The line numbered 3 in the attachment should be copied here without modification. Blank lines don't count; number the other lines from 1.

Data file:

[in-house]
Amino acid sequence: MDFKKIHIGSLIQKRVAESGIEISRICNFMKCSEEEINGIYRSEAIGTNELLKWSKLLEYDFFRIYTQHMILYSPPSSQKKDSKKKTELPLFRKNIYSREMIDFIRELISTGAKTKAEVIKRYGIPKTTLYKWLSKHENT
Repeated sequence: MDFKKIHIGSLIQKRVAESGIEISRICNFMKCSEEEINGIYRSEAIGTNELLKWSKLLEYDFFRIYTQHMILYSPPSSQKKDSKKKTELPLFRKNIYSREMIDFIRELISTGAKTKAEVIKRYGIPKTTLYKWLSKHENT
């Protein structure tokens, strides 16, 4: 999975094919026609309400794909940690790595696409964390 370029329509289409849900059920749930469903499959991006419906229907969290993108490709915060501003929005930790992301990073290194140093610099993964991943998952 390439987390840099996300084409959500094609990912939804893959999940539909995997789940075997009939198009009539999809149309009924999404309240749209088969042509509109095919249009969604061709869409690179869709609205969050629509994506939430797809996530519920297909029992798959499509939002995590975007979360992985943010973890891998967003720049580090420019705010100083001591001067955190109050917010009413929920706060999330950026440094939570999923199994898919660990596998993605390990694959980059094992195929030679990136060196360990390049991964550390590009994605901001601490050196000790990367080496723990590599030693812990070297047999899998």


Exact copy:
Repeated sequence: MDFKKIHIGSLIQKRVAESGIEISRICNFMKCSEEEINGIYRSEAIGTNELLKWSKLLEYDFFRIYTQHMILYSPPSSQKKDSKKKTELPLFRKNIYSREMIDFIRELISTGAKTKAEVIKRYGIPKTTLYKWLSKHENT